There's a second reason for Israel's unbelief, and that is to teach us a lesson in faith.

A Lesson in Faith (Romans 11:16-21)

Paul begins the lesson with a reference to Old Testament sacrifices. Romans 11:16. "For if the firstfruit is holy, the lump is also holy; and if the root is holy, so are the branches."

In Old Testament times, an entire lump of dough was sanctified by offering a part of it to the Lord. Likewise, the entire harvest was sanctified by the offering a part of it to the Lord. It was called the "firstfruit." The firstfruit here represents Abraham; the "lump" is the whole nation Israel. The God who made Abraham holy can make his descendants holy too. The same truth is taught in that second illustration--the branches (the whole nation) share the same nature as the root (Abraham) from whom they come.

Not all the branches on the Abraham-tree are natural branches, however. They are not all descendants of Abraham. Something has happened to the tree.

Romans 11:17. "And if some of the branches were broken off, and you [Gentiles], being a wild olive tree, were grafted in among them, and with them became a partaker of the root and fatness of the olive tree, don't boast against the branches."

Now remember, the olive tree represents the place of blessing and privilege as the people of God, The root of the tree is the covenant God made with Abraham, which he received by faith. The branches that were broken off are the Jewish people as a whole who rejected God's way of salvation. The wild olive branches that were grafted in are the sum-total of Gentile believers whom God grafted into the place of blessing.

Gentile Christians might be tempted to feel a little proud about being grafted into the tree, and might start to possibly feel a little superior. But that wouldn't be too smart.

Romans 11:18. "But if you do boast, remember that you do not support the root, but the root supports you."

How utterly foolish for Gentile Christians to look down on Jews and adopt an anti-Semitic stance. Judaism is the foundation for the entire Christian faith, and we owe a debt of gratitude to the Jews. Rather than hate them, we ought to love them and seek to bring them to faith in their Messiah.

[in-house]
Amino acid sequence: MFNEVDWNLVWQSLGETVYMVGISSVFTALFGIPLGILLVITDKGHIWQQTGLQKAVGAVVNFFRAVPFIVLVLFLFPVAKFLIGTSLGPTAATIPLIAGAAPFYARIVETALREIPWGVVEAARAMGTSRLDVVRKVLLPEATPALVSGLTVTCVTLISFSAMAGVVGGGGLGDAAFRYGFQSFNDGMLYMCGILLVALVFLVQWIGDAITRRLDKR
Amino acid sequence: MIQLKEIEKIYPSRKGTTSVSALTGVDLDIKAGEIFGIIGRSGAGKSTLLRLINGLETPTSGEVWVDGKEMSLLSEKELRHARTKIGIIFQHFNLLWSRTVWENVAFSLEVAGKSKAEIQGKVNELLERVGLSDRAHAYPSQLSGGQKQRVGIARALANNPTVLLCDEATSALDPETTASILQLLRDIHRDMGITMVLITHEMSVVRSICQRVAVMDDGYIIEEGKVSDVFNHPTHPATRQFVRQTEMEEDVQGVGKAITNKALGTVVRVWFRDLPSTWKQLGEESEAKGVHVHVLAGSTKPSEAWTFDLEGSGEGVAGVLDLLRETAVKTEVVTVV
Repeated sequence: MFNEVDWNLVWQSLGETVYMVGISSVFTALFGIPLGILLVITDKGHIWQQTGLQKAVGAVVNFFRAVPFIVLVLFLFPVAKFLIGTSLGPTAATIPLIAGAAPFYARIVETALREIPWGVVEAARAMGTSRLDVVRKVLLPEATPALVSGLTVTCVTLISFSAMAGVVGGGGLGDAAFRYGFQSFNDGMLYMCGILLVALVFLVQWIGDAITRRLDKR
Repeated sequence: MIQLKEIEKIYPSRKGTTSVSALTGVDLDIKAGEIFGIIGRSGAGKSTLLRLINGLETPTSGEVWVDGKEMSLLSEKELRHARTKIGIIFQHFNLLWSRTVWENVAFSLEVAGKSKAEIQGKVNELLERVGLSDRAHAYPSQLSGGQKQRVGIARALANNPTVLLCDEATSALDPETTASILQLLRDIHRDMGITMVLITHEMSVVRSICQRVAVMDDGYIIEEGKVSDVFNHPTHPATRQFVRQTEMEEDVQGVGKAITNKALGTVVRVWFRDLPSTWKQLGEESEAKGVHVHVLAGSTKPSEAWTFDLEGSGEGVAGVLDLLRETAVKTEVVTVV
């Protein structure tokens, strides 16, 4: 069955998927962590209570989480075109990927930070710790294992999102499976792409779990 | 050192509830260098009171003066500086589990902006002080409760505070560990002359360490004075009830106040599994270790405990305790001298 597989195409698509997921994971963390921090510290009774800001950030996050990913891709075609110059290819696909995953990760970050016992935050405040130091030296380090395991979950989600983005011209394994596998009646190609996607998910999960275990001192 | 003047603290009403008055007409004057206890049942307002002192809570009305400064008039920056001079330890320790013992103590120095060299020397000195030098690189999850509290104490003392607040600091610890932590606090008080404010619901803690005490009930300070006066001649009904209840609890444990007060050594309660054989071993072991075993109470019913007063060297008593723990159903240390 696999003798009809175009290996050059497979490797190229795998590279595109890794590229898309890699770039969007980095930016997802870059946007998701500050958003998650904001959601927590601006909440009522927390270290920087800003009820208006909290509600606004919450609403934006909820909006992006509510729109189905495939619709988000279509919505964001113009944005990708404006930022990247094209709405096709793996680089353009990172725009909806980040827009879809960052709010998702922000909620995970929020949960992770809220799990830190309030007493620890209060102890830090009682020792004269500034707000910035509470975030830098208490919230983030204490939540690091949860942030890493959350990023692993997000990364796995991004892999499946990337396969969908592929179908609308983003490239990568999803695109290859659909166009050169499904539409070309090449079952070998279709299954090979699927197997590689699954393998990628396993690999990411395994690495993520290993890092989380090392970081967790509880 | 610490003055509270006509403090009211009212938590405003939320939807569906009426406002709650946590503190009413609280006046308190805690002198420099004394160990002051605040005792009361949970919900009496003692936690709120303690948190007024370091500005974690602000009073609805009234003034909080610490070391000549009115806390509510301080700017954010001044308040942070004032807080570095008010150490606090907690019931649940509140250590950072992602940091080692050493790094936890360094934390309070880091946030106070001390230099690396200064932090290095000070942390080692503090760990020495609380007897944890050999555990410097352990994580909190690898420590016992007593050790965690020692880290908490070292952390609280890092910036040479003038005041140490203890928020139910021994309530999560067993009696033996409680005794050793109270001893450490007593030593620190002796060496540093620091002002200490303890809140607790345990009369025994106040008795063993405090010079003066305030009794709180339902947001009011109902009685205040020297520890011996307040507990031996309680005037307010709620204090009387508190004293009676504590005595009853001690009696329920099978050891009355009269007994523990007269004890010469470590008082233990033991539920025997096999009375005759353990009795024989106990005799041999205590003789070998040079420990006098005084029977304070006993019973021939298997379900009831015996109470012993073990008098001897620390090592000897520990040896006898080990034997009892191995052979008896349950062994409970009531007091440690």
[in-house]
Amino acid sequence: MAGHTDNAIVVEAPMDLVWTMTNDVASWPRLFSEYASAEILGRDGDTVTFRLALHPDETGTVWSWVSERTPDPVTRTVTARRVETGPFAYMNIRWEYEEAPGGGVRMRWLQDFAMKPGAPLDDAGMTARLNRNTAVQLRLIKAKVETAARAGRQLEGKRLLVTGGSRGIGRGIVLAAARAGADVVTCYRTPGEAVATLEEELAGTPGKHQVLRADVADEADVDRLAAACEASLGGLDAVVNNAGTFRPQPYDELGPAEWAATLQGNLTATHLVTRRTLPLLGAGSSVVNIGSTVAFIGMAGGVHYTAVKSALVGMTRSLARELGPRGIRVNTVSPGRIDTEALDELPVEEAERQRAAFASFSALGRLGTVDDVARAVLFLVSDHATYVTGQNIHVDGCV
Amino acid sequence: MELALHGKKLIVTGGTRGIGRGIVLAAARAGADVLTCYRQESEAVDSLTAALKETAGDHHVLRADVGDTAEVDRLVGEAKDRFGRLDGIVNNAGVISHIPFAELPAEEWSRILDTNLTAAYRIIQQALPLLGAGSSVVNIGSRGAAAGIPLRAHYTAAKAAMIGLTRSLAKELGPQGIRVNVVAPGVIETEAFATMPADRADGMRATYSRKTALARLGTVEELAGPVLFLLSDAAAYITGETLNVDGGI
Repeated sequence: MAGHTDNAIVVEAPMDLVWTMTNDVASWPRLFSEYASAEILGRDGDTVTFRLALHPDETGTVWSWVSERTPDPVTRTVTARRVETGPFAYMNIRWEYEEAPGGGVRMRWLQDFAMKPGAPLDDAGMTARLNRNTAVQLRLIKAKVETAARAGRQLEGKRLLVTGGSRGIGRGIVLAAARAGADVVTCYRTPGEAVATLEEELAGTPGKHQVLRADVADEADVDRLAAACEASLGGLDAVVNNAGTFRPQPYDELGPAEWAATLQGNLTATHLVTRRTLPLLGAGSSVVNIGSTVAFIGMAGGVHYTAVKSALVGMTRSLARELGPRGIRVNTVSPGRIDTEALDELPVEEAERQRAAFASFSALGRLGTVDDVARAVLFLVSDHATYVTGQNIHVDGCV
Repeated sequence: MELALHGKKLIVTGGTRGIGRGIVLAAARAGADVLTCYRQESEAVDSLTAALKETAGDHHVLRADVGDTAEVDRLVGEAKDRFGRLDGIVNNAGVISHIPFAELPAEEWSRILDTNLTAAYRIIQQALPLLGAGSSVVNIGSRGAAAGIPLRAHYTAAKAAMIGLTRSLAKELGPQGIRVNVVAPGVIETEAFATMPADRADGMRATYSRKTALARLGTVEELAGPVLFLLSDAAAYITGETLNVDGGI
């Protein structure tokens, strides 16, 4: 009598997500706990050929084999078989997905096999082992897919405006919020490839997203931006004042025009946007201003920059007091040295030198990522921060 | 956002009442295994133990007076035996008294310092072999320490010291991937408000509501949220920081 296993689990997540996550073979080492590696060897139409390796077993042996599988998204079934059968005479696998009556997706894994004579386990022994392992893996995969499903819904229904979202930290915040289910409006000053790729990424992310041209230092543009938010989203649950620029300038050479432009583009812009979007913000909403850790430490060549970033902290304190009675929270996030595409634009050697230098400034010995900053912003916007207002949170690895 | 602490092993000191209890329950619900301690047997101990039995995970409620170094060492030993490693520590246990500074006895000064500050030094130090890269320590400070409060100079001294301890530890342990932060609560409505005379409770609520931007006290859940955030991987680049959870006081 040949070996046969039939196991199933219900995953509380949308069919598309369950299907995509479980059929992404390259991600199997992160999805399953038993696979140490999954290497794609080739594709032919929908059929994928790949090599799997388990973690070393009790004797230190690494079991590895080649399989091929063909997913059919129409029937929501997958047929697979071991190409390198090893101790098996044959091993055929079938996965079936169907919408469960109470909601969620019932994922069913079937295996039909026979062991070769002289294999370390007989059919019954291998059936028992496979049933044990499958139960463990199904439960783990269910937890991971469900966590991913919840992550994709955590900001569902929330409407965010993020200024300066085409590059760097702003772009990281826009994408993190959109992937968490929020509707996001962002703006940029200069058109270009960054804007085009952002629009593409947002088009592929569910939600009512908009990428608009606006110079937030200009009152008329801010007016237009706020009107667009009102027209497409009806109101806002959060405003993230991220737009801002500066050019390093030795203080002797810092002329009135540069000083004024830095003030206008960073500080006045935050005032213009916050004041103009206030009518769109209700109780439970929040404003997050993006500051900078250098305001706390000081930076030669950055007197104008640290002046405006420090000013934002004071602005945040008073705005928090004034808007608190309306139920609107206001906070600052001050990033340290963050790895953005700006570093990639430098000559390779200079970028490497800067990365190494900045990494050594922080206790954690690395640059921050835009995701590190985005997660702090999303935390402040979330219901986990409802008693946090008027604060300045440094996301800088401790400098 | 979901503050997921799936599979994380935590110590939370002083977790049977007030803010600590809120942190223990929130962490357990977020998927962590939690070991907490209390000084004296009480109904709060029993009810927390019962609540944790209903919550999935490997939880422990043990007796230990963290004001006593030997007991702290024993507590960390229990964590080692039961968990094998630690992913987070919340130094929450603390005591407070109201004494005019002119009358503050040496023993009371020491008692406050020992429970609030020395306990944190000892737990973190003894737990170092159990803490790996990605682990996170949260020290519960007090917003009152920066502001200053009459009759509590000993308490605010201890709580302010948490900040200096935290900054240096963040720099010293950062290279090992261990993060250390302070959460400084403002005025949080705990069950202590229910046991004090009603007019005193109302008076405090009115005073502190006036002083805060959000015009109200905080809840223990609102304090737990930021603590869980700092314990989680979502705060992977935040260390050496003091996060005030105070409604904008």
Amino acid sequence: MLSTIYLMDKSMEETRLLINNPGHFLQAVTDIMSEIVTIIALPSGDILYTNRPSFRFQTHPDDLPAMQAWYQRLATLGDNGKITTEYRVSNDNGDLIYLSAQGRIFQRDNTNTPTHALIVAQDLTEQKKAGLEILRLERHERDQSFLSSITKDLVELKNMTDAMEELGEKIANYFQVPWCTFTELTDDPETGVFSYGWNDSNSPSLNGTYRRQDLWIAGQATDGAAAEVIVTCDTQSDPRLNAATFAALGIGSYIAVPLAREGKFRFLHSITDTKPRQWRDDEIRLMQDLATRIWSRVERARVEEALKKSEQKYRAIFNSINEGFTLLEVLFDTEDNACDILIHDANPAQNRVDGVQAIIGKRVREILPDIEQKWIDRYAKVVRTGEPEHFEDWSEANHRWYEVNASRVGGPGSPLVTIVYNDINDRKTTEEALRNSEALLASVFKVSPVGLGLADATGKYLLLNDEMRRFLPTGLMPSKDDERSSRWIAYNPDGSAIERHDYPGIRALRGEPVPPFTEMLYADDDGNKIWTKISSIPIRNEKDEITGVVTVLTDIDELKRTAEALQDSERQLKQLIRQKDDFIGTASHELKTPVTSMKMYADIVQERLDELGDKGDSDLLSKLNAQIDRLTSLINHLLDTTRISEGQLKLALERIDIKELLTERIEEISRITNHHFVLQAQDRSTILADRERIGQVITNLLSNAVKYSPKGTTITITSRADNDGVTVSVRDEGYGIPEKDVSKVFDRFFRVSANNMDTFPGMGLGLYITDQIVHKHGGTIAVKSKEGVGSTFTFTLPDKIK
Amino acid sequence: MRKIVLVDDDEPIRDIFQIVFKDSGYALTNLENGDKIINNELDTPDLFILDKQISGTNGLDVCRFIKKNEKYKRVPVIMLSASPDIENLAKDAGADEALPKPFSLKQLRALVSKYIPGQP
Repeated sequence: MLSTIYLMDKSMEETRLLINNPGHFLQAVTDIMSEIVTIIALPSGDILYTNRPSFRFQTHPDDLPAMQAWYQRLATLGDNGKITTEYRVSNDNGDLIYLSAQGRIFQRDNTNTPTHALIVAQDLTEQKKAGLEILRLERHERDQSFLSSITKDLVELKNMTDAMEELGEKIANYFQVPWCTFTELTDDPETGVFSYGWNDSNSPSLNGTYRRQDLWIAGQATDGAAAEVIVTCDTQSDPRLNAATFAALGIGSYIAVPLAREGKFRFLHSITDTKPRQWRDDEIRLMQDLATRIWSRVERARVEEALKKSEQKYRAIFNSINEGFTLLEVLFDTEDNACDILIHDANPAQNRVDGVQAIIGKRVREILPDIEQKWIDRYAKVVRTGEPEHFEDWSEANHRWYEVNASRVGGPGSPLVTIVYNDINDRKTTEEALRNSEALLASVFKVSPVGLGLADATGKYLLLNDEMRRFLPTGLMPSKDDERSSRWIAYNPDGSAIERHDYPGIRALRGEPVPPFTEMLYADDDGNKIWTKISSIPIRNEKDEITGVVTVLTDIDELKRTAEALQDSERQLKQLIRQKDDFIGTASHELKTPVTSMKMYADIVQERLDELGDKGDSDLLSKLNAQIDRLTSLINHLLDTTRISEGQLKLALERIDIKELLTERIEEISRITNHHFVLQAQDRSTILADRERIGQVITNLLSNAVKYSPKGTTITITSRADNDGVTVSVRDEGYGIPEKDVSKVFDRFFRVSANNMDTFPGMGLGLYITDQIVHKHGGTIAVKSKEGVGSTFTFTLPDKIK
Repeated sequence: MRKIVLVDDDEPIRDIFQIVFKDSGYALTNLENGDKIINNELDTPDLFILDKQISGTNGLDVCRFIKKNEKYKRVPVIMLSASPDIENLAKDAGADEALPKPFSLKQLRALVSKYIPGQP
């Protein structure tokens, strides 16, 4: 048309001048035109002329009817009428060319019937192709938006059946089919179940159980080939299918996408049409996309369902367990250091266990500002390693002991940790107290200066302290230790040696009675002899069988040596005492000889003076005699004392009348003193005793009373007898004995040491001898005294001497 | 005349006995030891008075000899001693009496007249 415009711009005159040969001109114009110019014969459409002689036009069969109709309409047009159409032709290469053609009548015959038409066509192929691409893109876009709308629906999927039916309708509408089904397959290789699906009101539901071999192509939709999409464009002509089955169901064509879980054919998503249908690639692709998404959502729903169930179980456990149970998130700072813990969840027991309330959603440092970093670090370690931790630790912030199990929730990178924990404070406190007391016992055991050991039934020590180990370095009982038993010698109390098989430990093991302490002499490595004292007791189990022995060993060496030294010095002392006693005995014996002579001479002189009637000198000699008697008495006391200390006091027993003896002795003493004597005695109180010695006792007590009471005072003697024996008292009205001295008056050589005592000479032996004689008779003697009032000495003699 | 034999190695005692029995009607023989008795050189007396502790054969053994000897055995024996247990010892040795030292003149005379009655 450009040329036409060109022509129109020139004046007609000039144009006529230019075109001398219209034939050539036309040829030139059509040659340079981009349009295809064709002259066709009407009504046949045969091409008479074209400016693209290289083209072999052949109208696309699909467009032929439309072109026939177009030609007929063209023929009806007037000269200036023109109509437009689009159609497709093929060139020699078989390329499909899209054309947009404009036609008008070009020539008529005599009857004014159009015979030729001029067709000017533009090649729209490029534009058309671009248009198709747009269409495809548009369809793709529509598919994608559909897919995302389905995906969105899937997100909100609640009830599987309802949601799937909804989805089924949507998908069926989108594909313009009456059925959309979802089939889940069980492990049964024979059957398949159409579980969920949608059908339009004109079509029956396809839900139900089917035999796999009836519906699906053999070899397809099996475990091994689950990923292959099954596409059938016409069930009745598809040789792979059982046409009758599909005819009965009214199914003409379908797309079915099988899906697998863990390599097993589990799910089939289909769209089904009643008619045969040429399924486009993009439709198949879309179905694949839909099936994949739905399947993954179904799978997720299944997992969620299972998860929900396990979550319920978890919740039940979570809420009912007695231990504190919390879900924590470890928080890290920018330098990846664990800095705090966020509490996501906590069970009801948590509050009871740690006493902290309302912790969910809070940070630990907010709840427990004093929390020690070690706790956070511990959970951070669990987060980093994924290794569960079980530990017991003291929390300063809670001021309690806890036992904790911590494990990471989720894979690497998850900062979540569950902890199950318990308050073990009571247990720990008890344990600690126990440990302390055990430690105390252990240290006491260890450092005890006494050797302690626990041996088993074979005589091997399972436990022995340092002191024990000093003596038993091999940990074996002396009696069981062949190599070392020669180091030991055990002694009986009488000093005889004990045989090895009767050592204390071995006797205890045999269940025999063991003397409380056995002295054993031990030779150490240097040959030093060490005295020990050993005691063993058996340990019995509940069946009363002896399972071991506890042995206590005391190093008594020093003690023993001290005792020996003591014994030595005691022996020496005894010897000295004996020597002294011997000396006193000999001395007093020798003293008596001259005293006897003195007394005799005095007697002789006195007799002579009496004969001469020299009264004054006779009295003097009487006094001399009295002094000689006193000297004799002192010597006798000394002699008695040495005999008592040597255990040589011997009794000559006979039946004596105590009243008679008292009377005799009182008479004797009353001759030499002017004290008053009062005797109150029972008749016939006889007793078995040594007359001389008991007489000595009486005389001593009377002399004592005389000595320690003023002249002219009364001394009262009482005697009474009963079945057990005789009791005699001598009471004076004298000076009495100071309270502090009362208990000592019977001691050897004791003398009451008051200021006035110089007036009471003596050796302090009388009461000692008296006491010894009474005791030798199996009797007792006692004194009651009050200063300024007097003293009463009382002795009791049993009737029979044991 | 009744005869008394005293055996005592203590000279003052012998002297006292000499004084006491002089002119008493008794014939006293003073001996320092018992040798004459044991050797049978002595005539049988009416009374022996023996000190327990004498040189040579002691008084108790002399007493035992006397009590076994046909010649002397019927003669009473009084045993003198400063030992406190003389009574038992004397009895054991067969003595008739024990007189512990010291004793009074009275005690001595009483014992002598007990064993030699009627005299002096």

Don't boast against the natural branches, Paul says. But that pride keeps cropping up.

Romans 11:19. "You will say then, 'Branches were broken off that I might be grafted in.'"

And that brings us to the lesson in faith.

Romans 11:20-21. "Well said. Because of unbelief they were broken off, and you stand by faith. Do not be haughty, but fear. For if God did not spare the natural branches, He may not spare you either."

God set the Jews aside because they refused to come to Him His way: by faith. These branches were broken off because they didn't believe. They insisted on offering Him their own human deeds--their good works instead of God's finished work. We Gentiles have been accepted because we believed, we put our faith in Christ. The minute we get proud, we are no longer exercising faith--because faith is humble dependence upon God (Cranfield, 415). We are putting our confidence in our own merits instead. Faith and pride cannot exist together. If you're proud, your confidence is in yourself rather than someone else.

And when Gentiles stop approaching God by faith, they will no longer be branches in God's olive tree. Now, that doesn't teach us that we can lose our salvation. It has nothing to do with that. This chapter is about the nation Israel and the sum total of Gentile believers. All he's saying is that God will turn away from the Gentiles if they refuse to approach Him by faith, as the nation Israel has done.

Romans 11:22. "Therefore consider the goodness and severity of God: on those who fell, severity; but toward you, goodness, if you continue in His goodness. Otherwise you also will be cut off."

You see, if we come to God as needy repentant sinners, He responds to us with open arms and we experience His goodness. If, on the other hand, we try to make ourselves look good in His sight, offering Him our good works, implying that we deserve His favor, we experience His severity--separation from His olive tree, from the place of privilege and blessing.

But the converse is also true. Romans 11:23: "And they [the nation Israel] also, if they do not continue in unbelief"--that's the negative way of saying it, in other words: if they put their faith in the Messiah--they "will be grafted in, for God is able to graft them in again."

We must reckon with the possibility that the Jews can be restored to the place of privilege and blessing. How will it happen when it happens? By faith. If they do not continue in unbelief, they'll be restored.